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Regional Geography Europe

by: Johnathon Heathcote

Regional Geography Europe GEOG 280

Marketplace > Radford University > Geography > GEOG 280 > Regional Geography Europe
Johnathon Heathcote
GPA 3.93

Grigory Ioffe

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Grigory Ioffe
Class Notes
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This 11 page Class Notes was uploaded by Johnathon Heathcote on Monday October 19, 2015. The Class Notes belongs to GEOG 280 at Radford University taught by Grigory Ioffe in Fall. Since its upload, it has received 18 views. For similar materials see /class/224702/geog-280-radford-university in Geography at Radford University.


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Date Created: 10/19/15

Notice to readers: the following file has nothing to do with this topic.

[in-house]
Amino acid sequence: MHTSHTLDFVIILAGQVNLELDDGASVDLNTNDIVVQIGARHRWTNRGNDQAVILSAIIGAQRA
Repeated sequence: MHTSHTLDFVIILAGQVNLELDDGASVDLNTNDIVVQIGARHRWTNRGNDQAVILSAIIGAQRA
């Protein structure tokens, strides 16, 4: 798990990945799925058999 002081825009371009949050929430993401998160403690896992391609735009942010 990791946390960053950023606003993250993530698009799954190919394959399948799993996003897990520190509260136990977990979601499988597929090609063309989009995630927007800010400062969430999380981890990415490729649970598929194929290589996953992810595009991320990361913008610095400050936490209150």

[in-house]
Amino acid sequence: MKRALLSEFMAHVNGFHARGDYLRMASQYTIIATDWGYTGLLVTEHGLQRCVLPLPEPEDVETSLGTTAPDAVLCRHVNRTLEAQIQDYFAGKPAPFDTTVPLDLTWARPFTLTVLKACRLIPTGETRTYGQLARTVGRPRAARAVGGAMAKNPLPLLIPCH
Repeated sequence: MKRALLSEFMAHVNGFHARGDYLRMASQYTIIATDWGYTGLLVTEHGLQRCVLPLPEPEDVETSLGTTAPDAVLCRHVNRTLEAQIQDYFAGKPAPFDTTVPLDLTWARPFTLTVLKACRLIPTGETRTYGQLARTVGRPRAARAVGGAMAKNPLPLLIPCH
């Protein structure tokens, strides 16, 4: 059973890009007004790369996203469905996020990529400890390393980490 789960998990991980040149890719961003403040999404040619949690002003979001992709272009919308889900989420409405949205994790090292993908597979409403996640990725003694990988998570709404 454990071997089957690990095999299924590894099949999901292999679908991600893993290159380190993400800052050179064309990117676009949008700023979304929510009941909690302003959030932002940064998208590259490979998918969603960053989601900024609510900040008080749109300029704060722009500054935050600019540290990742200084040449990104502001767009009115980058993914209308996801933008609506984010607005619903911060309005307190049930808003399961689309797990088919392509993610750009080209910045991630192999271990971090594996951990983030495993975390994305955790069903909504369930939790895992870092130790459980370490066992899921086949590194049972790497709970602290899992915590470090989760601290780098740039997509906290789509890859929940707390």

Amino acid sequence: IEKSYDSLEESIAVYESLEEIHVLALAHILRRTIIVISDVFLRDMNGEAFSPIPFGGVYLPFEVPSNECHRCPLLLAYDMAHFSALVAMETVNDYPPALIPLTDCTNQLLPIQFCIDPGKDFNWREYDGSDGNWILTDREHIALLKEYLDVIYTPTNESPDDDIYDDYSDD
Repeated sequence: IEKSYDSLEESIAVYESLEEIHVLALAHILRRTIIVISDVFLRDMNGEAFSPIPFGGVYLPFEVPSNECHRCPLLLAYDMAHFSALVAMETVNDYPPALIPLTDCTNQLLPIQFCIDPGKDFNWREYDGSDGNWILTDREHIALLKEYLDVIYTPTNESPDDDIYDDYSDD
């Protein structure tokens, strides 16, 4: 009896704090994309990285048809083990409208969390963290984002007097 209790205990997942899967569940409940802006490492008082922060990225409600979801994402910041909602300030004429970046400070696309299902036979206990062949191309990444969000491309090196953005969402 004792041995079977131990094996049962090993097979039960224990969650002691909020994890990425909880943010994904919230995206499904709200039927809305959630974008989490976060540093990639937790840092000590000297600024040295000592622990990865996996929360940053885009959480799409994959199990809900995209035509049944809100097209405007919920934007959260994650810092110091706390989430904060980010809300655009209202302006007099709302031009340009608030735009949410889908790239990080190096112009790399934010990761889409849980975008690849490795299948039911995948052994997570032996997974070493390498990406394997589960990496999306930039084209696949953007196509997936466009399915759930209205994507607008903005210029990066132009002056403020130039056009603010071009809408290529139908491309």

GEOG 280 April 14 2009 Saudi Arabia HIGHLIGHTS 830 thousand sq mi 1 in the region 281 million people 2008 29 births per 1000 and 3 deaths per 1000 2530 o expats in resident population Capital Riyadh 4 million Other major cities Jeddah 3 million Mecca 17 million Dammam KhobarDhahran agglomeration 16 million World s largest proven oil reserves World s largest oil producer and exporter GDP per capita 13000 2005 prior to the recent alltime peak in oil prices 22910 during that peak in 2008 Ancestral land of all Arabs Custodian of Islam s holiest sites Mecca and Medina Destination of 25 million Muslims pilgrims a year SAUDI CHARACTER Absolute monarchy with appointed government Sunni Muslim theocracy Sharia and Wahhabism after mid18th century religios leader alWahhab Women cannot eat alone in a restaurant drive work in a public office etc and have to be completely covered in public Maintaining traditional clothing style for both sexes Major source of funding for Islamic education all across the world Major source of funding for the Palestinian Liberation Organization Labeled Hermit Kingdom for strict supervision of foreign nation s and lack of tourist infrastructure for nonMuslims Homeland of Osama bin Laden and 15 out of 19 September 11 hijackers GEOPOLITICAL HISTORY AND TIES 0 Inner part of the Arabian Peninsula was never claimed as anybody s colony Prior to 1932 Tribal organization 60 of the population nomadic no central government 0 1932 lbn Saud a custodian of the two holy sites becomes the first truly national leader and founder of a dynasty o 1938 Oil discovery in the eastern part Dominant role of the US companies in oil extraction Currently oilextracting companies are all owned by the state 0 USowned Texas Company still holds the concession for the land area near the border of Kuwait Explosive economic development commenced in the late 1960 s Numerous expatmigrant populations arrives despite attempts at quotSaudizationquot of labor force 0 Charter member of the OPEC Lavishly financed Afghan quotfreedom fighters against the Soviet 19791987 invasion PHYSICAL GEOGRAPHY Tihama Sandy Red Sea coastal plain major route of passage for centuries Hijaz and Asir The least arid part of the country Asir 1220 inches of rain Najd Crystalline block of the Arabian Shield largely uninhabitated in the W but with significant oases in the NorthCentral and E Parts aquifers and springs Gulf coastal plane home of the world s largest oil reserves with Dhahran as the quotnerve center two huge oil terminals North Prior to the pipeline s construction an uninhibited desert now pump station towns Rub alKhali Empti Quarter The world s largest dune field in the world no permanent settlements THREE PRINCIPAL POPULATION NUCLEI Najd with Riyadh and other towns HijasAsir with Jeddah Mecca Medina and Taif Eastern province populations centers with Dammam as the largest of them ECONOMY Oil wealth caused complete transformation of the Saudi society s material basis but not the fabric of society 13000 miles of pipelines 60 gasoil separator plants Eight huge refineries mostly in the east Domestic industry other than oilrefineries processed foods paints AC fertilizers petrochemicals Irrigated crop farming using centerpivot sprinkling system mostly in the E province 26 desalination plants Recreation sites in Asir High quality motorways where camel was the sole means of transport just quotyesterdayquot Some ofthe world s largest airports in Jeddah and Riyadh Railway line between Riyadh and Dammam USSAUDI TIES AND INTERNATIONAL TERRORISM Close relations with US from as early as 1942 Positive and key role of Saudi Arabia in the 1991 Gulf Crisis but 19 US military perished in Khobar Towers 696 and 7 US citizens in Riyadh 1195 Looked at as isolated incidents USSaudi relations became strained after 911 Major reproach Short of openly supporting terrorism Suadis finance education system that breeds intolerance when Khobar Towers accident happened Saudi s cooperation in investigation was limited Saudi s response We are a traditional society caught in a whirlwind of a change social change can only occur slowly but we are your allies in the war on terror TERRORIST ATTACKS INSIDE SAUDI ARABIA On May 2 2003 suicide bombers killed 35 people including 9 Americans in attacks at three housing compounds for Westerners Riyadh On November 8 2003 terrorists attacked another compound housing foreign workers from mainly Arab countries At least 18 people including 5 children died in the attack and more than 100 were injured WLL THE SAUDIS TRULY COOPERATE August 2003 Withdrawal of all American troops only military instructors stay US Embassy in Riyadh and consulates in Dhahran and Jeddah Officially Saudi Arabia continues to be an ally Saudi diplomats keep insisting that the war in Iraq is a single biggest obstacle in their own war on terror HASMITE KINGDOM OF JORDAN HIGHLIGHTS Land area 34 489 sq miles Population 57 million 2007 Birth rate 281000 Death rate 41000 Ethnic Makeup 98 Arab Religion 965 Sunni 35 Christian Capital Amman close to 2 million Other major cities Zarqa 05 million lrbid 03 million GNP per capita 6200 2006 GEOPOLITICAL HISTORY Historically not a center of power Amman Raboth Ammon of the Old Testament and subsequently the GrecoRoman Philadelphia Area experienced golden age during the Byzantine period 200 BC AD 600 many Christian churches Since Muslim conquest AD 634636 populated by Arab nomads Bedouins Since 10th Century under Turkish Ottoman control After WWI former Turkish possessions became British and French possessions TransJordan created 1923 as a British mandate quotTransJordan beyond the Jordan River Designed by the UK as a buffer state British intent To keep the French north of the Yarmuk River to hold back the Saudis from the Jordan Valley and to keep the Iraqis focused on Mesopotamia 0 With the advent of Israel 1948 TransJordan became the buffer for all four of its neighbors Inextricably linked to the IsraeliPalestinian conflict JORDAN AND THE ISRAELIPALESTINIAN CONFLICT After the first ArabIsraeli War 1948 TransJordan incorporated the West Bank together with eth E part of the city of Jerusalem and received the first wave of Palestinian refugees As a result TransJordan became Jordan Now Palestinian Arabs began to outnumber the Bedouins both groups are Arab but with different identity 1967 Jordan joins Egypt and Syria in the war of Israel Heavy military and territorial losses With the loss of the West Bank and Jerusalem the country again defacto become TransJordan again Jordan receives a new wave of Palestinian refugees with their military infrastructure POPULATON AND BALANCE OF POWER 0 Now between 12 and 23 of population are Palestinians o PLO Factions are jockeying for power Black September 1970 most Palestinians remain but Militant Palestinians factions forced out ending up in Lebanon etc Jordan is the only Arab country to offer citizenship to its Palestinians o The current King s wife is a Palestinian Intercommunal tensions linger Gradual reconciliation with PLO s Arafat o Renouncing claims on the West Bank 1988 to support Palestinian state MANEUVERING IN GEOPOLITICAL CONFLICTS 19901991 Gulf crisis taking sides dilemma Kuwait and US aided Jordan on the other hand most Jordanians of Palestinian origin support Saddam Hussein King Hussein ofJordan sides with lraw to solidify national consensus at home US aid discontinued hundreds of thousands of Palestinians evicted from Kuwait Seeking reconciliation with Israel 1994 Peace treaty with Israel diplomatic relations established Resumption of US Aid 1999 King Hussein dies ruled for 47 years longer than any contemporary head of state except the British queen King Abdullah takes over PEOPLE URBANIZATION AND MINORITIES 79 urban most but not all Bedouins are now sedentary PHYSICAL GEOGRAPHY 1 Jordan Valley Below sea level King Abdullah canal from Yarmuk parallel to Jordan 2 Highland Belt Most humid home to most Jordanians and all irrigated farmland 3 Eastern Desert WATER PROBLEM Average annual precipitation lt5 inches Daily per capita water consumption quot39 85 liters a day compare with 300 in Israel and 600 in Europe and the US Critical significance of water from Yarmuk Significance of transborder cooperations with Israel fresh water from the Sea of Gailii ECONOMIC GEOGRAPHY Rich phosphate resources along Hijas railroad inherited from the Turks Jordan is world s third exporter of phosphates Potash and other chemicals from the evaporated Dead Sea brines Zarqa refinery Tourism to Petra and other Roman sites Recreation in Aqaba Modernized Hijaz railway Only freight til 1999 now also passenger express AmmanDamascus Fourlane divided highway from Syria to Aqabah Queen Alia International Airport Royal Jordanian Airlines Uninterrupted modest economic growth since the mid1990s NTERNATIONAL RELATIONS Aided primarily by the UK until the 19505 Since then US is the major donor Close relationship with the US briefly interrupted by the Gulf Crisis Most rankandfile Arabs in the countries whose regimes have close ties with America Jordan Saudi Arabia and Egypt are hostile to the US Major grievance perceived double standard in the US attitude to aggression 0 November 11 2005 suicide bombing of 3 Ammanbased hotels Grand Hyatt Radisson and Day s Inn 0 Attacks conducted by Iraqi nationslas but with local support 0 Also Zarqavi allegedly the mastermind was a Jordanian LEBANON HIGHLIGHTS Republic of Lebanon capital Beirut 16 million people Levant vs Lebanon Other major cities Tripoli and Sidon Land Area 4016 sqaure miles Population 2007 estimate 39 millions and was 45 million in 2004 Population Density 1121 people per square mile Urbanization 87 Birth Rate 191000 Death Rate 51000 Ethnic Makeup Lebanese Arabs 81 Palestinian Arabs 95 Armenians 6 etc Religions Muslim Shiite 34 Muslim Sunnite 20 Muslim Druze 8 Christian 36 including Maronite 19 Gregorian Armenian 6 etc PHYSICAL GEOGRAPHY Coastal plain with Mediterranean climate Lebanon mountains with more humid and formerly forested western slopes AntiLebanon range Bekaa Valley an intermontane trough especially dry in the north LEBANON S UNIQUE PERSONALITY Long most westernized modernized and educated of Arab countries Beirut viewed as a decadent city by Muslim traditionalists Multisectarian state with tensions between communities erupting into long civil war 19751990 GEOPOLITICAL HISTORY Christianized during Byzantine period ca 4 5C Christianity persisted during Arab conquest and later under the Turks Maronities somewhat similar to Greek orthodox developed a siege mentality Most Christians are Arabic speakers but Maronites deny their Arab ancestry Armenian community since after 1915 Lebanon French mandate between WWI and 1941 Strength of Christian groups major reason for this mandate s formation 0 1932 Census under French showed that Christians have slim majority 56 o Christians are numerically strong in Beirut and to the NE of the capital BEIRUT AS A SERVICE CENTER 0 Higher education Beirut Arab University American University French Jesuit University Armenian college ETC 0 Beach resorts and beautiful scenery 0 Airlines hub and service center 0 Banking center 0 15 million tourists annually prior to 1975 GEOPOLITICAL HISTORY o lnformal power sharing agreement based on 1932 Census enacted in 1943 Maronite President and Maronite commander of armed forces Sunni Prime minister Shiite speaker of the parliament and government posts for other minorities 0 Since 1932 demographic balance significantly altered o Maronites have rejected the idea of a new census since 1932 INTERSECTARIAN TENSIONS 0 As the number and share of Muslims grew they wanted more power 0 Balance further shattered by inflow of the armed Palestinians in 19701971 after they were expelled from Jordan 0 Shiites are most friendly and Maronites most hostile to the Palestinians 0 Middle class Sunni more friendly to Christians than to more militant Shiites and Palestinians CIVIL WAR AFTERMATH Shiite Hisballah group financed by Iran using south Lebanon for attacks on Israel Israel retaliated bombing south Lebanon Fragile power sharing breaks down several times most violently from 1975 on Civil war undermines role of Beirut as a major banking and service including education center of the Arab world 19822000 Israeli forces occupt southernmost part of Lebanon 1982 Sabra and Shatilla massacre of the Palestinians by the Christian phalangists militia with lsraelis not interfering 1983 American and French intervention in Beirut April 1983 truck bomb destroys US Embassy killing 46 1983 Truck bombs destroys US marine barracks killing 241 Americans and 56French Americans and French withdrew Multinational Arab forces enter instead War ended in 1990 Syrian military contingent 30000strong was stationed in Lebanon from 19862005 Remember Iraqi claims on Kuwait Same thing with Syria vs Lebanon February 2005 Raffic Hariri sf Lebanese Prime Minister assassination Syria s role UN commission under Detlev Mehlis German Lawyer corroborates Syra s role and leaned to the Un seciurityCounci s resolution October 2005 Syria withdraws form Lebanon REBULDNG THE COUNTRY AND ITS ECONOMY Rebuilding effort slow but steady Almost 25 of Lebanon is cultivable highest in Arab world Staples Tobacco olives fruits on the coast and western slopes wheat Opium and marijuana hashish production in Bekaa peaked during Civil War efforts to eradicate The war further altered a demographic balance as the wealthiest Maronoite and Armenian families emigrated Lebanon faces further lslamization which sooner or later gets reflected in its power structure FINAL EXAM Monday at 1015 There s is a total of 60 points The exam consists of 2 parts Part 1 includes the essays about the two countries of the ME Altogether we managed to discuss only three countries Jordan Saudi Arabia and Lebanon 2 of the three countries The essay must include the size of the country its population its composition and the capital city major resources and the major economic activities Aside from this an excellent 10 pt essay must contain a mention of some specific and possibly unique features making the country in question different from other countries It may be economic standing of the country it s ethnicreligious makeup a development gap between parts of the same country feature of its economy or cente events of particular important etc Part 2 20 questions These Q s will be devoted to the most conspicuous features of the 3 countries discussed in class PLUS Turkey